The Committee established the following target awards for 2016 performance for the following NEOs:

 

Named Executive Officer    Title    Cash Incentive Plan Target
as a % of Base Salary
 

Peter J. Arduini

   CEO      110

Glenn G. Coleman*

   CFO      60

Mark Augusti*

   CVP      50

Richard D. Gorelick*

   CVP      45

Robert T. Davis, Jr.*

   CVP      50

 

* The NEO’s target award for 2016 performance increased from the prior year in order to maintain market competitiveness.

None of our NEOs has a cash incentive guarantee. None may earn an award in excess of 150% of his/her target, other than the CEO who may earn an award up to 182% of his target, which is 200% of his base salary.

The Bonus Plan provides a clear process for determining bonuses for NEOs.

Threshold Objective for NEOs for 2016 Performance

The Committee has established a threshold objective for 2016 performance (70% of prior year EBITDA from continuing operations) for the NEOs based on the prior year’s EBITDA from continuing operations, which the Committee believes is the most complete single metric to assess the Company’s performance. If the goal is achieved, the bonus for each NEO will be funded at the maximum (150% of his or her target). Thereafter, the Committee may exercise only negative discretion in determining the actual cash incentive payment for each NEO, using only the funding of the Company’s annual cash incentive pool pursuant to the metrics set forth in the table below and each NEO’s performance.

 

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Cash Incentive Pool Funding Model for 2016 Performance

The Bonus Plan funds an overall pool based on financial metrics for all participants. The aggregate amount of the final payments to all participants, including the NEOs, may not exceed the overall funded pool. The Company’s pool funding model for 2016 performance is shown below. The Committee approved these metrics for 2016 performance because they are key indicators as to the strength of the business, and we believe they drive stockholder returns over the long term.

 

2016 Performance Metric   Weight     Below
Threshold
    THRESHOLD
GOAL
    TARGET
GOAL
    MAX
GOAL
 

REVENUE

    40     95.9     96     100     104

ADJUSTED EBITDA

    30     92.9     93     100     107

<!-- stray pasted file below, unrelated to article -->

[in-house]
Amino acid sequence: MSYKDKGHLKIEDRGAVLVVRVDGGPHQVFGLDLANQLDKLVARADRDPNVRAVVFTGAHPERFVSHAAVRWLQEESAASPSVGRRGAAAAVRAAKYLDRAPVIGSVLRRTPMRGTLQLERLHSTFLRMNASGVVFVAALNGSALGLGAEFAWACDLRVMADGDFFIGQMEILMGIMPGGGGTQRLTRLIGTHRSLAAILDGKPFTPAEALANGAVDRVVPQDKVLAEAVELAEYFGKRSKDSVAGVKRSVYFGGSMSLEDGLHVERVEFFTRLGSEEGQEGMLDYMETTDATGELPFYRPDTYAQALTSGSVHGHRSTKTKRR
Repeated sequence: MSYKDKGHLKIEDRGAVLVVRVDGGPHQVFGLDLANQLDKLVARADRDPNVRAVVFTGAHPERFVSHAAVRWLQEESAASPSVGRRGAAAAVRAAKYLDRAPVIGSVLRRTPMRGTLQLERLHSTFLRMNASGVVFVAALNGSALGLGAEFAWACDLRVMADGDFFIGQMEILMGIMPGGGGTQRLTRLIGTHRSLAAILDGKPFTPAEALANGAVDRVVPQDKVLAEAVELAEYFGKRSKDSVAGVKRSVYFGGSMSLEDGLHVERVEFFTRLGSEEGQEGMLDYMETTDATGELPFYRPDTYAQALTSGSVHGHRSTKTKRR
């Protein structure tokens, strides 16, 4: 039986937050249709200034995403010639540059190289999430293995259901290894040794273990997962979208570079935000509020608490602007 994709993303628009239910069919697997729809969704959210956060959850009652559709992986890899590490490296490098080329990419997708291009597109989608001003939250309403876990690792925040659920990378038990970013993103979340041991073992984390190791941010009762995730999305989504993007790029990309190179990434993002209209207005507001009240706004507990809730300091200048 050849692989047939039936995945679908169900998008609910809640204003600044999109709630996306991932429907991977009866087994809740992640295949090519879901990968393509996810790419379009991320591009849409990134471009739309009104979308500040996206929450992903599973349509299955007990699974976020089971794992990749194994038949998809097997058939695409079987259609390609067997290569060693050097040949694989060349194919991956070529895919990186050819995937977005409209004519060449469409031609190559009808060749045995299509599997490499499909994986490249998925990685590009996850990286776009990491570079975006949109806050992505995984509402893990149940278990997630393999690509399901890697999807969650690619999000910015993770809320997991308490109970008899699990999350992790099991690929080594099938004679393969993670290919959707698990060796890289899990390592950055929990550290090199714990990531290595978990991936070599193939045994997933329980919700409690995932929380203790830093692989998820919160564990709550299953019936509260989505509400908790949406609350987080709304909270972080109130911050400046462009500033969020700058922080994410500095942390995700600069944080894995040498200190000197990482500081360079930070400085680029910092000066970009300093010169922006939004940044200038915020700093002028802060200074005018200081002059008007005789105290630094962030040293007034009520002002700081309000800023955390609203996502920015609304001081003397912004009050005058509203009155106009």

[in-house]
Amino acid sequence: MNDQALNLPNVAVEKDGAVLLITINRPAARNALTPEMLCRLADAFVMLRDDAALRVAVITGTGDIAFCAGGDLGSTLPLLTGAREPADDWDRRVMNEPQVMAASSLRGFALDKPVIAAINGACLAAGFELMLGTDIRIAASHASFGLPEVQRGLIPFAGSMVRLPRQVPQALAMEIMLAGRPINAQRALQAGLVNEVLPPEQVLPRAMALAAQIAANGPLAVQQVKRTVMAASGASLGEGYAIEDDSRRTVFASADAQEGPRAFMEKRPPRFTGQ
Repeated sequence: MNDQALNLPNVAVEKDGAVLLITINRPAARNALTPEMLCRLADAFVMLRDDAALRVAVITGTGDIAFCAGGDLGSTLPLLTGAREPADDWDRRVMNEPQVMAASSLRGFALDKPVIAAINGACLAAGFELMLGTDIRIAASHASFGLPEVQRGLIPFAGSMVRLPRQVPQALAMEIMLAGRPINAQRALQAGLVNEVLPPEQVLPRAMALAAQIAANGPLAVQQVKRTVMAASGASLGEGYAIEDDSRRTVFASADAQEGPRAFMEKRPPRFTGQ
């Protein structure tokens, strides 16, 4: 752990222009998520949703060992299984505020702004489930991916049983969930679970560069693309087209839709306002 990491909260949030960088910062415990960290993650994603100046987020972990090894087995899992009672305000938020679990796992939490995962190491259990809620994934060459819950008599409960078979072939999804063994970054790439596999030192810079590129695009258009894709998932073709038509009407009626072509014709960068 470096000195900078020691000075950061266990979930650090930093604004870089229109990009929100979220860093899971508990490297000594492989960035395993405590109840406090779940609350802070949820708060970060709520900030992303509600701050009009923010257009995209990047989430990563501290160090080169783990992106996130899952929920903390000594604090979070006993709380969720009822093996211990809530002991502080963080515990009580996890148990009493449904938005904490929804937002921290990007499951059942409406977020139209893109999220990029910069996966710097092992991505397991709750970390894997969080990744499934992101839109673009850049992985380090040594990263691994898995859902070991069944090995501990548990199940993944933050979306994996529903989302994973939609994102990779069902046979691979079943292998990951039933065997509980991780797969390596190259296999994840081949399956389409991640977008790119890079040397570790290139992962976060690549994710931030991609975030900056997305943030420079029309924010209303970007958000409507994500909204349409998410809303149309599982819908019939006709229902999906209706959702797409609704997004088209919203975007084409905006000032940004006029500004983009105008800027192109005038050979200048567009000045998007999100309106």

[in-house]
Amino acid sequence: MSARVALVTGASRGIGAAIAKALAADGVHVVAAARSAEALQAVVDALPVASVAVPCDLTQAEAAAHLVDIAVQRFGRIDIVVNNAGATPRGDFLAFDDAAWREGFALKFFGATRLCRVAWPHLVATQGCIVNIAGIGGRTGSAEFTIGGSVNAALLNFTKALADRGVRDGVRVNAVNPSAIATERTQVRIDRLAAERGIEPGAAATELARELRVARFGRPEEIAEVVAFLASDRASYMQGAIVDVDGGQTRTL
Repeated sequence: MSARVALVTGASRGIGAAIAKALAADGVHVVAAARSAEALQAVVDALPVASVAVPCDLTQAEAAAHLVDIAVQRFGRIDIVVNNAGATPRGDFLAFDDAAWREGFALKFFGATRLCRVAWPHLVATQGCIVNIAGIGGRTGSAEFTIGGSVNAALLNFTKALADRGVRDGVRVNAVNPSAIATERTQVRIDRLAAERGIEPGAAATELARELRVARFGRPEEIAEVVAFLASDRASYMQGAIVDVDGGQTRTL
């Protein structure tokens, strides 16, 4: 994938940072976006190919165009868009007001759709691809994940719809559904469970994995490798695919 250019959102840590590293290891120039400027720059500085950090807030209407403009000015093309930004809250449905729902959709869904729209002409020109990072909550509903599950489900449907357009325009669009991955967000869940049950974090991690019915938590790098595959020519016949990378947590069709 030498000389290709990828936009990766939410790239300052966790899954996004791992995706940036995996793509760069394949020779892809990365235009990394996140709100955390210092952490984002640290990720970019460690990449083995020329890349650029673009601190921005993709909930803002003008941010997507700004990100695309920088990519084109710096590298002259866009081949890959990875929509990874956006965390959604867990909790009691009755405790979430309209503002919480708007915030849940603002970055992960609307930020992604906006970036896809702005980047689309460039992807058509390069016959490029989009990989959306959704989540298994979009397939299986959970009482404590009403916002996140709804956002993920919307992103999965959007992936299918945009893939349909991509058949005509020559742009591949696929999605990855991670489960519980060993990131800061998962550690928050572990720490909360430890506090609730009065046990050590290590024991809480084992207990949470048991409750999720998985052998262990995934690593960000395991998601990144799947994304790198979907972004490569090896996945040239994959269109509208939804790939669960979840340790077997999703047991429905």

OPERATING CASH FLOW

    30     84.9     85     100     115

Cash Incentive Pool Funding as % of Target

            0     20     100     150

Negative Discretion to Determine Final Payout for 2016 Performance

The Committee has negative discretion to reduce awards for each NEO for 2016 performance based on the following metrics:

 

   

65% weight on financial and quantitative measures including revenue, operating cash flow and adjusted EBITDA, and other division-specific financial metrics.

 

   

35% weight on qualitative measures including leadership objectives and strategic initiatives.

Long-Term Equity Incentive Plan

2015 Equity Grants

 

   

We amended our equity plan effective January 1, 2013 (applicable to awards granted on or after that date) (i) to revise the trigger for accelerated vesting after a change in control from a “single trigger” (meaning that the accelerated vesting shall occur in connection with the change in control) to a “double trigger” (meaning that the accelerated vesting occurs upon both the change in control and a qualifying termination of employment), and (ii) to add a “clawback” provision that requires under certain circumstances the return of compensation received on the basis of financial statements that are subsequently restated.

 

   

The 2015 annual equity grant to each of our NEOs was based on their performance over the long-term and during 2014, each NEO’s long-term potential and retention considerations and information about the market for comparable executives.

 

   

In March 2015, Messrs. Augusti, Gorelick, and Davis received an annual equity grant consisting of 50% restricted stock and 50% PSUs. After applying this approach, the Committee also approved and awarded additional equity compensation to Messrs. Gorelick and Davis in the form of non-qualified stock options to reflect their and the Company’s strong performance in 2014. The restricted stock awarded to the NEOs vests annually over three years. The PSUs vest annually over three years contingent on achieving our revenue growth goal. The non-qualified stock options pertaining to Messrs. Gorelick and Davis vest annually over four years. For information on the following grants stated below, please refer to the section entitled “Annual Review of Compensation”: